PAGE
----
YOUTH BREAKING BARRIERS OF EXCLUSION
A human library at the UN library
Around 40 people gathered in the UN library on 4 May 2017 to participate in the latest edition of CAUX-Initiatives of Change Foundation’s (CAUX-IofC) human library on ‘Youth Breaking Barriers of Exclusion’. This was CAUX-IofC’s third collaboration with the UN library as part of its Enriching Encounters series.
“Give young leaders a voice”
Barbara Hintermann, Secretary General of CAUX-IofC reminded the audience of the importance to involve young leaders and give them a voice as “the young generation is the world’s future and strongest resource”. CAUX-IofC aimed to do just that by providing a space for young leaders to tell the inspiring stories of how they turned their concerns and ideas into constructive action.
Readers were invited to choose from a range of young human books with stories of self-initiated projects aiming to build bridges within their communities and take steps towards inclusive change.
Salome Schmid and Flore Portmann were aiming to break barriers of exclusion in Switzerland when they co-founded La Red, a house in Fribourg which aims to enhance contact between people of different cultural backgrounds and to foster exchanges at eye-level. When the young founders of La Red had the idea to create this intercultural space, they didn’t know each other at first. This proved to be a real strength, as it allowed them to expand their network and reach out to a diverse community. The house and the activities on offer are now entirely self-managed by young volunteers.
Another successful story of intercultural exchange is the one of Sprachcafé Basel, an organization which invites people to practice German for greater integration in a café in Basel. As a German teacher, co-founder Anita Ruggiero is convinced that speaking the language is the first step towards integration. Together with Jessica Eggeschwiler, they had the idea of creating an open space for language exchange and made it happen. Every week, the Sprachcafé welcomes newcomers, refugees, expats and locals in a laid-back atmosphere for meaningful exchanges, games or light conversation.
“I needed to understand why someone wanted to kill me, how someone who grew up similarly to me ended up being so different to me”
After surviving the 2011 terrorist attacks on Utøya island in Norway, Bjørn Ihler was determined to study and understand how perpetrator Anders Breivik became a terrorist. Often depicted in the media as a monster, the man Bjørn saw in court turned out to be “just another human being, not so different from myself”. This led him to realize that all extremists have their humanity and that for him to move on, he needed to “reconcile with the past and accept what had happened”. He now focuses on deconstructing the victimhood narrative, in which violent extremists believe their identity is threatened by others and feel this position of victimhood justifies violent action. To counter these extremist narratives, there is a need to empower people, value their humanity and “give them a sense of value, a positive identity teaching them means other than violence for their agenda’. Bjørn Ihler is now a member of the Kofi Annan Foundation’s Extremely Together, a group of ten young leaders active in preventing and countering violent extremism. He is also the co-founder of Omelas, a company using technology to challenge extremists.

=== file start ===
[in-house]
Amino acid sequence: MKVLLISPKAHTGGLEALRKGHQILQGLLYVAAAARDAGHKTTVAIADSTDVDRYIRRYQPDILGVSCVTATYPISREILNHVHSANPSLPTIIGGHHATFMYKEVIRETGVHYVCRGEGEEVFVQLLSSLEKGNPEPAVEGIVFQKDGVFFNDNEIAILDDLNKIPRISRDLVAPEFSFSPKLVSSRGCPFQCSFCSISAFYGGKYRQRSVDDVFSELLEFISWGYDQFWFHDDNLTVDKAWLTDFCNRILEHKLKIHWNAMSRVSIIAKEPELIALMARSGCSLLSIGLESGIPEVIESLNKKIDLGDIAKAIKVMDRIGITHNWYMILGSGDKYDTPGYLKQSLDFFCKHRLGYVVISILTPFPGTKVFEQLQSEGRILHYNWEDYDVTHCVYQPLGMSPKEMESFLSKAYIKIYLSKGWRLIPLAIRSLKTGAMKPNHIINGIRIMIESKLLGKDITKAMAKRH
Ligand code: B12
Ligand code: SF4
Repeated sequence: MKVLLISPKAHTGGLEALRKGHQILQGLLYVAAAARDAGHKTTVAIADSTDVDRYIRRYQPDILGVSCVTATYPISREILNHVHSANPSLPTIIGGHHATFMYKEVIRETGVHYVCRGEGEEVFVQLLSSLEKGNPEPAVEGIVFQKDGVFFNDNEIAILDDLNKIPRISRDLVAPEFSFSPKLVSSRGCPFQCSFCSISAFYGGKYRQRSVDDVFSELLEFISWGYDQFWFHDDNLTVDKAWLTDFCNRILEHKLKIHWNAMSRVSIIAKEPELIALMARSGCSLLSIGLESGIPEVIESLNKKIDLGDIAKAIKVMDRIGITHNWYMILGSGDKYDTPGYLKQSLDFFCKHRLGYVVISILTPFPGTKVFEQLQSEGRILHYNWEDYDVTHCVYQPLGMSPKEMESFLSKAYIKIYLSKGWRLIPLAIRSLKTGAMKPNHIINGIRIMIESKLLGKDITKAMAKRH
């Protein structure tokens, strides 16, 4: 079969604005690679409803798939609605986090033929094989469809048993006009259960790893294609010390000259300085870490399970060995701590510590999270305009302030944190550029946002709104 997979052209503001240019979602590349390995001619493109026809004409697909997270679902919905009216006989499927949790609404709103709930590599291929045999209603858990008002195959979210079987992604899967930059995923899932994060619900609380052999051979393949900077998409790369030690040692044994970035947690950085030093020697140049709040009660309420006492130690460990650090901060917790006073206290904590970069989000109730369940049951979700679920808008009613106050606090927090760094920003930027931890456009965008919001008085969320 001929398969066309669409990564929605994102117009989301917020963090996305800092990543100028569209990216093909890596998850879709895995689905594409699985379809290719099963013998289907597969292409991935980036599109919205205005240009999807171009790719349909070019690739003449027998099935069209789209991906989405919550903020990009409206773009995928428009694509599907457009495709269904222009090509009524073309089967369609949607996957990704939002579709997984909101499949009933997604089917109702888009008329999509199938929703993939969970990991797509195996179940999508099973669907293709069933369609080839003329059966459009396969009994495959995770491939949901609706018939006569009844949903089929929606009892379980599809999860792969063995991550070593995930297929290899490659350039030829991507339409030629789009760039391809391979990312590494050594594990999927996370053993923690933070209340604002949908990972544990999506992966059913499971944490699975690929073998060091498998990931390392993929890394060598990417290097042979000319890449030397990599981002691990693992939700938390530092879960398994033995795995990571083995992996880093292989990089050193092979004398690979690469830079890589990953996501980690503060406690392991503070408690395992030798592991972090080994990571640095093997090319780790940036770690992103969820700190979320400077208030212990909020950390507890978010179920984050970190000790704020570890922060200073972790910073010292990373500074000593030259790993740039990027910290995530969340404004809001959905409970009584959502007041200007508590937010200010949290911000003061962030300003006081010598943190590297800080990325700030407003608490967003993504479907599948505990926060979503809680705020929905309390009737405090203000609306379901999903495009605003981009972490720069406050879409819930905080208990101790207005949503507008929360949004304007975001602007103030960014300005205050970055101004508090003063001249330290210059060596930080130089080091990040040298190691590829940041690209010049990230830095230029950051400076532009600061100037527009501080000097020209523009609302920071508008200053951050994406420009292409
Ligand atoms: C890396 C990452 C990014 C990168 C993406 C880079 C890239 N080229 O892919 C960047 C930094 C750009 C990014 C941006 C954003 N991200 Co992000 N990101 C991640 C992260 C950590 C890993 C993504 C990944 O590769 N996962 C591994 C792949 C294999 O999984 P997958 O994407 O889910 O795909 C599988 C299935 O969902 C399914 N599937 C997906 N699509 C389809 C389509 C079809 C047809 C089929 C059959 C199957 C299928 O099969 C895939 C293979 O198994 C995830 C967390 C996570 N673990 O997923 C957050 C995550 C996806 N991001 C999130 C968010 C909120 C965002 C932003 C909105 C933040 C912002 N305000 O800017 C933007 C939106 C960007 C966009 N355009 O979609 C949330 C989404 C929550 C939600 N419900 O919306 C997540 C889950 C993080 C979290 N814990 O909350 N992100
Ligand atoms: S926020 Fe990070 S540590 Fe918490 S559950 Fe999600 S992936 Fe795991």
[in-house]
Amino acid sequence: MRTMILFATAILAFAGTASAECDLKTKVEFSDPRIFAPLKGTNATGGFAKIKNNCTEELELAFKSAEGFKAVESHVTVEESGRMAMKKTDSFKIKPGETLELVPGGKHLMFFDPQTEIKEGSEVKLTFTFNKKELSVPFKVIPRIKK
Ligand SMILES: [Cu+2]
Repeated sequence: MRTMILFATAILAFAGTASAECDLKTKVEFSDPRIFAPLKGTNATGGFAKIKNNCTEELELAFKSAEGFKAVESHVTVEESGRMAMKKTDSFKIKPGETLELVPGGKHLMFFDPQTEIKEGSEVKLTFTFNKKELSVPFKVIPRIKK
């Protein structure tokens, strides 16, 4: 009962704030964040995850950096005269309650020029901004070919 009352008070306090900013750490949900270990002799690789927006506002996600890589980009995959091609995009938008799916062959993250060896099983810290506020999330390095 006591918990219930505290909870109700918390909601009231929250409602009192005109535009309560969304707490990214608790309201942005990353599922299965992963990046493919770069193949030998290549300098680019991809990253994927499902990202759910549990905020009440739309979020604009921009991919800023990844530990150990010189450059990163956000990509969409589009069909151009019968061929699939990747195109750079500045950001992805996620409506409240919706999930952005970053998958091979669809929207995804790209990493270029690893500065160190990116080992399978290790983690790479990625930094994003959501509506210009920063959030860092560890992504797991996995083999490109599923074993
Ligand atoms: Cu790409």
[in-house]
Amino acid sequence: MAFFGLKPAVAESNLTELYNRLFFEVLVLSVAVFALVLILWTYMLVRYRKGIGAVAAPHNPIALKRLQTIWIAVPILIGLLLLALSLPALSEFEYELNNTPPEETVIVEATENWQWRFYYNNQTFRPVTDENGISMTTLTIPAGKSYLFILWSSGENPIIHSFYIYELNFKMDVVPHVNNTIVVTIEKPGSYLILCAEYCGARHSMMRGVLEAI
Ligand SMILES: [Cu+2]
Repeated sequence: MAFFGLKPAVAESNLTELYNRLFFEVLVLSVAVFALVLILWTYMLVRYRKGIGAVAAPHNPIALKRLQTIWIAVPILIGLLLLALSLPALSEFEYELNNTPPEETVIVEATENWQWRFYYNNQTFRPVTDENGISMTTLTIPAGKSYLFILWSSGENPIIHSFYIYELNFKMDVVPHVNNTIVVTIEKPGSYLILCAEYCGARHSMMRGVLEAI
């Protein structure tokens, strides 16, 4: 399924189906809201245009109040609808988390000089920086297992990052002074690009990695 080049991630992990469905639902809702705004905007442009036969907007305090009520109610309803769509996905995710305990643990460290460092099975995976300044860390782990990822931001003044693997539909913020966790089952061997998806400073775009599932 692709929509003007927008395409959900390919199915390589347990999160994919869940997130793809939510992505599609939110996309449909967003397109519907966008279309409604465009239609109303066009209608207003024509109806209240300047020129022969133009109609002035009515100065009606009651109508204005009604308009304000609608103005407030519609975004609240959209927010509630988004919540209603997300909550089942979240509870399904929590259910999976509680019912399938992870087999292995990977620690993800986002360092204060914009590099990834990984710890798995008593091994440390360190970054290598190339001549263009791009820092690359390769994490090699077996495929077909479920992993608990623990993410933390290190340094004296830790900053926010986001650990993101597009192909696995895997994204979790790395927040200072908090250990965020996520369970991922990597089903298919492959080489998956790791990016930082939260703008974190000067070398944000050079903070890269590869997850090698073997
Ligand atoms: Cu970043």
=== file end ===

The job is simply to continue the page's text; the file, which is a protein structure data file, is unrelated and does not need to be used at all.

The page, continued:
Bjørn believes in storytelling as a tool to make a change. “The stories we believe in shape how we perceive the world, how we behave. By changing these stories, we can change lives.” Storytelling is central to CAUX-IofC’s approach and Bjørn Ihler will be sharing his story at the Official Opening of the Caux Forum on 30 June 2017, a public event exploring the links between inequalities and extremisms.
“Determination and commitment”
It all started when four young people concerned with the social economic integration of refugees in Geneva put their heads together and secured seed funding to implement their innovative project. Their idea: organize a reverse job fair, where refugees could share their skills and professional background with potential employers. A conference on the integration of refugees and an online job portal connecting refugees and employers soon followed. This is how THRIVE (Towards Holistic Refugee Integration through Valuable Engagement) was created.
The road wasn’t always easy, explained THRIVE coordinators Lisa Godde and Abdullatif Alabdullah, but with determination the young team overcame challenges such as building a network from scratch, securing funding and juggling internships and studies on the side. There are now 40 volunteers at THRIVE, 6 refugees have found job opportunities through the platform and the network is expanding.
The human books had plenty of tips for those who want to initiate a social project: Apply for funding as much as you can to secure financial support, be determined and committed, motivate each other, learn from your mistakes and be flexible as not everything will go according to your initial plan.
After sharing with each other the compelling stories of change they had just heard, participants summed up how they felt after the human library in one word: inspired. “I have learned about different ways to implement change and how important it is to make local connections”, said a participant. “It is up to the civil society to fill the gap. And this has inspired me to do just that”.
Missed the human library? Get inspired this summer at the Caux Forum! The Caux Forum is an inspirational platform aiming to develop the human potential for global change through its main events, training programmes and dialogues. Check out the 2017 programme here.